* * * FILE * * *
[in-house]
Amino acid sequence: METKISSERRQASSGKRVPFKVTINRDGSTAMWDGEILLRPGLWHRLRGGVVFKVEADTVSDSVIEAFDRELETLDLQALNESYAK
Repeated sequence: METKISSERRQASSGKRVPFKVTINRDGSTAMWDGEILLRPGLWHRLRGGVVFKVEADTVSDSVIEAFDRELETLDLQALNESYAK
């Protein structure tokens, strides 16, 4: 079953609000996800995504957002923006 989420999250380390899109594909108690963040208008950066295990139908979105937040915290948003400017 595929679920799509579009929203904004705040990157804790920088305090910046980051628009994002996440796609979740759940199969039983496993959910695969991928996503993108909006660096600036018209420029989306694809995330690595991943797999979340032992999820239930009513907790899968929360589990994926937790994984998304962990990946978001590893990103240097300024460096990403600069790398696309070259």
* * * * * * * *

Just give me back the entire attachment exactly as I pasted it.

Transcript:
[in-house]
Amino acid sequence: METKISSERRQASSGKRVPFKVTINRDGSTAMWDGEILLRPGLWHRLRGGVVFKVEADTVSDSVIEAFDRELETLDLQALNESYAK
Repeated sequence: METKISSERRQASSGKRVPFKVTINRDGSTAMWDGEILLRPGLWHRLRGGVVFKVEADTVSDSVIEAFDRELETLDLQALNESYAK
């Protein structure tokens, strides 16, 4: 079953609000996800995504957002923006 989420999250380390899109594909108690963040208008950066295990139908979105937040915290948003400017 595929679920799509579009929203904004705040990157804790920088305090910046980051628009994002996440796609979740759940199969039983496993959910695969991928996503993108909006660096600036018209420029989306694809995330690595991943797999979340032992999820239930009513907790899968929360589990994926937790994984998304962990990946978001590893990103240097300024460096990403600069790398696309070259």